New York Central Railroad Aurora Branch






The 3.9-mile Cincinnati & Southern Ohio River Railroad (C&SOR) was completed from the Cincinnati, Indianapolis, St. Louis & Chicago Railway (CISL&C) in Lawrenceburg to 3rd Street in Aurora, 1 in 1886 at the cost of $80,000. 3 4 It was originally projected to parallel the Ohio River and reach Jeffersonville or New Albany, but the line was undercapitalized from its initialization and never finished to its intended destinations. 4 Despite this, the C&SOR was able to serve local industries in Lawrenceburg and Aurora despite paralleling the Ohio & Mississippi Railroad its entire length.

The C&SOR was sold to the Cleveland, Cincinnati, Chicago & St. Louis Railway (CCC&StL) Big Four) on December 15, 1913, becoming its Aurora Branch. 3 The Big Four was officially folded into the New York Central Railroad (NYC) in 1930. In that same year, the last passenger train operated over the line. Penn Central (PC) then owned the Aurora Branch after the NYC and Pennsylvania merged in 1968.

In 1976, PC’s Aurora Branch was folded into Conrail’s L&A Running Track. 5 Conrail abandoned the branch between Lawrenceburg and Aurora in 1979, and from Lawrenceburg Junction to Lawrenceburg in 1991. 2 5

In 1994, 9 a rail-to-trail project was proposed for the former Aurora Branch between Lawrenceburg and Aurora, starting at Lawrenceburg’s Levee Park and proceeding west, crossing Tanners Creek on a restored truss bridge, over Wilson Creek over a rebuilt wood trestle, over Hogan Creek via the existing George Street Bridge, and terminate at Lesko Park in Aurora. 6 Much of the right-of-way was owned by Indiana and Michigan Power (later American Electric Power) which was supportive of the project. 6 7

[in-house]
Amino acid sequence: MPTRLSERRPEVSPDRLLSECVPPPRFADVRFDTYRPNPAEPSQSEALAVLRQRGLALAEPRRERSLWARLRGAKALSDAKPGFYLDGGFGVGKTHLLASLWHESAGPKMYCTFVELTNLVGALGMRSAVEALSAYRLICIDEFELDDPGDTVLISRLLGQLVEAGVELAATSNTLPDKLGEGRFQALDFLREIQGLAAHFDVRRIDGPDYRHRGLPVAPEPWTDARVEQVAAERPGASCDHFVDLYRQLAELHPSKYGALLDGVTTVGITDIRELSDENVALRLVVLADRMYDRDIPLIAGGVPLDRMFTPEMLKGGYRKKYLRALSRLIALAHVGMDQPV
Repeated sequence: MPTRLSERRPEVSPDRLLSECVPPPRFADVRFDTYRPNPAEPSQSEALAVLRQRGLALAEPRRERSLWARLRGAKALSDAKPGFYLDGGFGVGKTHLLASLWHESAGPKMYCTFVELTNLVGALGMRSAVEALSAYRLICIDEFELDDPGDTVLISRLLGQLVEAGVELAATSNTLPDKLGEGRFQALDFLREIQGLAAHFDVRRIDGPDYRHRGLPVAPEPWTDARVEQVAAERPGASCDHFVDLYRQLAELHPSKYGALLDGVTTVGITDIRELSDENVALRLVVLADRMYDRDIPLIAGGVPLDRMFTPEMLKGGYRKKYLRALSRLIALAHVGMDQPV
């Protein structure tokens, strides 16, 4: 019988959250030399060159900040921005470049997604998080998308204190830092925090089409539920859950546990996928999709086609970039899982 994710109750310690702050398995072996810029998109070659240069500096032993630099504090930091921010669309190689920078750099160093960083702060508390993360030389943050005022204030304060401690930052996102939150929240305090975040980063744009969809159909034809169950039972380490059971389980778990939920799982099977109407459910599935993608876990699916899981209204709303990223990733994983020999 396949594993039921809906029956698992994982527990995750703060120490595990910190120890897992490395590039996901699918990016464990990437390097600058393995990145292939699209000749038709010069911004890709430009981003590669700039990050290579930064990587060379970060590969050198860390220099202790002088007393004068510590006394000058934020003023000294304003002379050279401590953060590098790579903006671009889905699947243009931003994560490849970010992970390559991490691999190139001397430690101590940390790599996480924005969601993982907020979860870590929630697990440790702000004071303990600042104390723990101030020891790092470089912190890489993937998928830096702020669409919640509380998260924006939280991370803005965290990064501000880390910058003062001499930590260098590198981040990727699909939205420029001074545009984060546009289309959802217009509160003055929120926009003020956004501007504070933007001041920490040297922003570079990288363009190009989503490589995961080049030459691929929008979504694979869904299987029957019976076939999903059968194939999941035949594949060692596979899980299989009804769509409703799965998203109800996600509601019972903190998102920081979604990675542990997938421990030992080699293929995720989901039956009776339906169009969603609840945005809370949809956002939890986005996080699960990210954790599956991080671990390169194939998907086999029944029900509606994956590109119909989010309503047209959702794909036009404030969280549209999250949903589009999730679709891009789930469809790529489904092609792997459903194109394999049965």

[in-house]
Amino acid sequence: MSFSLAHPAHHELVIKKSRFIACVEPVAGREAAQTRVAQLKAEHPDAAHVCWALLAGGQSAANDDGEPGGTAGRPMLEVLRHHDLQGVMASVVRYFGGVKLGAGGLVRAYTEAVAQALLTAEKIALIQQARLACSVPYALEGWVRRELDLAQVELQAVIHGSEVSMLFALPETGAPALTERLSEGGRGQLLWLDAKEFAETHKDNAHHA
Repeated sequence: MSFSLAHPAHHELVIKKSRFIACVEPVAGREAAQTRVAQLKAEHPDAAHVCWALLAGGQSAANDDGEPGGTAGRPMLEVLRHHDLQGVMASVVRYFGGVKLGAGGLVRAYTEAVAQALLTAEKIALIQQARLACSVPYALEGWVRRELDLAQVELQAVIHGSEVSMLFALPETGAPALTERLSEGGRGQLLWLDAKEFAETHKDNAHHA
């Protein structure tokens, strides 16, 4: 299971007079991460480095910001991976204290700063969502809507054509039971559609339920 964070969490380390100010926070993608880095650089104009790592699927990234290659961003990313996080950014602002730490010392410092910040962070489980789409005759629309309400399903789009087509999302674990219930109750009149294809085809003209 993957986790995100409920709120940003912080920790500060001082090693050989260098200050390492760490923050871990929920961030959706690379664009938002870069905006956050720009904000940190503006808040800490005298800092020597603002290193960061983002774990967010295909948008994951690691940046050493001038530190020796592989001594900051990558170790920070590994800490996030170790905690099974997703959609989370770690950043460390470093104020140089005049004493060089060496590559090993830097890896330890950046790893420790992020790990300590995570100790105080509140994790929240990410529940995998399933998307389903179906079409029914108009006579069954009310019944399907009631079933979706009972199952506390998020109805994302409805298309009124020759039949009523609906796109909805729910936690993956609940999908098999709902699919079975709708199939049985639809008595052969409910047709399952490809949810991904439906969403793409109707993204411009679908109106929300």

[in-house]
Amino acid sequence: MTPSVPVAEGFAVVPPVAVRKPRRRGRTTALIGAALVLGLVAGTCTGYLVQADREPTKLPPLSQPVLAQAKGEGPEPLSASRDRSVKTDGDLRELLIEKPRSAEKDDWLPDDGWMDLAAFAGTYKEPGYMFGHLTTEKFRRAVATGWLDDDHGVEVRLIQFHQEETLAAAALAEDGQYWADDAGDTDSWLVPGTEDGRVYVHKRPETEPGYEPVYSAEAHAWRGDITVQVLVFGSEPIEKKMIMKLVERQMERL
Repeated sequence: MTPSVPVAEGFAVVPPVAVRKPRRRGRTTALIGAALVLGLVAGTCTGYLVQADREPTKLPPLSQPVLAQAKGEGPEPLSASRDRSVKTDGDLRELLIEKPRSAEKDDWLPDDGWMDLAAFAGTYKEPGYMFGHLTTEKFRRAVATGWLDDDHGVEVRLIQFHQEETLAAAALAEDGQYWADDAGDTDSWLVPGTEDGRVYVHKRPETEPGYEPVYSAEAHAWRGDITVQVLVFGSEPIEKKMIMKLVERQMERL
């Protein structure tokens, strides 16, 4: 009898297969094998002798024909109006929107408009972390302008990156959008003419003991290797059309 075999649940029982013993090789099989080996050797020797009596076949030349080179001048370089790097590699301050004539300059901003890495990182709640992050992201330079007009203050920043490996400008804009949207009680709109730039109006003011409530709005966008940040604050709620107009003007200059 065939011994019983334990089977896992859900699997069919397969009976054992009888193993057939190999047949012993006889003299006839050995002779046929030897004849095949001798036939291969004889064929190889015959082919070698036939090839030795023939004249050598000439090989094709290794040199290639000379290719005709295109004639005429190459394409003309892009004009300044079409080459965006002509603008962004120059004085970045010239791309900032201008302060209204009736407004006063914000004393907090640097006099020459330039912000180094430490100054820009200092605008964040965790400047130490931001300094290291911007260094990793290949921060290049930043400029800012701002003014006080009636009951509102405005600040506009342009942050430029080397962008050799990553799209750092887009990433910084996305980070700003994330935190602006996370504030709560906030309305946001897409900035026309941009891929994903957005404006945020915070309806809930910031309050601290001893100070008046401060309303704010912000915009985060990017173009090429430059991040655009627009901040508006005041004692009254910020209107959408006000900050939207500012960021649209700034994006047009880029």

Dearborn Trails, which was promoting the construction of the trail, unsuccessfully submitted grant applications to the Indiana Department of Transportation in 1995 and 1996. 9 It was ultimately successful in 1997.

Bids were opened in September 2004 to construct the Aurora-Lawrenceburg Trail but the bids that came in were too high. 9 10 Design architects Green3 were paid $30,000 to redesign the project, cutting out amenities and a portion of the trail from Manchester Landing to Lesko Park along Indiana Route 56.

Construction of the Trail began on July 5, 2005, with a groundbreaking ceremony held on July 6. 9 A construction contract for $1.47 million was awarded to Beaty Construction, 8 9 most of which went toward constructing a new bridge over Wilson Creek. 8 The project was funded by $1 million in Transportation Enhancement Activity funds and a $480,000 Intermodal Surface Transportation Enhancement Act grant. 9 Both required a 20% local match which was met by right-of-way donations. It also received $9,000 and $200,000 in grants from the Dearborn County Convention, Visitors & Tourism Grant Program.

By September 2006, much of the trail between Lawrenceburg and Aurora had been completed except for the terminuses. 8 The eastern terminus at Lawrenceburg was finished later in the year while the terminus at Lesko Park in Aurora was delayed until a walkway on the south side of the George Street Bridge was completed in 2010.

Stations

MilepostStation
0Lawrenceburg Junction
.5Hardinburg
1.9Dearborn
2.8Lawrenceburg
3.9Aurora

Gallery






Further Reading


Sources

  1. Jakucyk, Jeffrey B. “New York Central/Big Four, CIND Subdivision – Indiana & Ohio, CIND Subdivision.” Cincinnati Traction History, 2022.
  2. Vandervoort, Bill. “Abandoned Railroads.” Chicago Transit & Railfan Web Site.
  3. “Big Four Now Owns Short Railroad Line Near Aurora.” Tribune [Seymour], 16 Dec. 2013.
  4. “Railroad to be Sold December 15.” Richmond Item [Richmond], 17 Oct. 1913.
  5. Indiana Railroad Abandonments.” Indiana Department of Transportation.
  6. Mattingly, Chandra L. “Old railroad bed could be used for hiking trail.” Journal-Press [Lawrenceburg], 10 Oct. 1995, p. 3A.
  7. Mattingly, Chandra L. “Aurora-L’burg Trail may cross bridge.” Dearborn County Register [Lawrenceburg], 14 Oct. 1999, p. 3A.
  8. Mattingly, Chandra L. “Walking trail impresses, but additional work remains.” Journal Press [Lawrenceburg], 19 Sept. 2006, pp. 1A-10A.
  9. Mattingly, Chandra L. “10 years from MUD brothers to ground breaking July 6.” Dearborn County Register [Lawrenceburg], 30 Jun. 2005, p. 3A.
  10. Mattingly, Chandra L. “Cut items restored to hiking/biking trail budget thanks to $75,000 foundation grant.” Journal Press [Lawrenceburg], 18 Jan. 2005, p. 3A.

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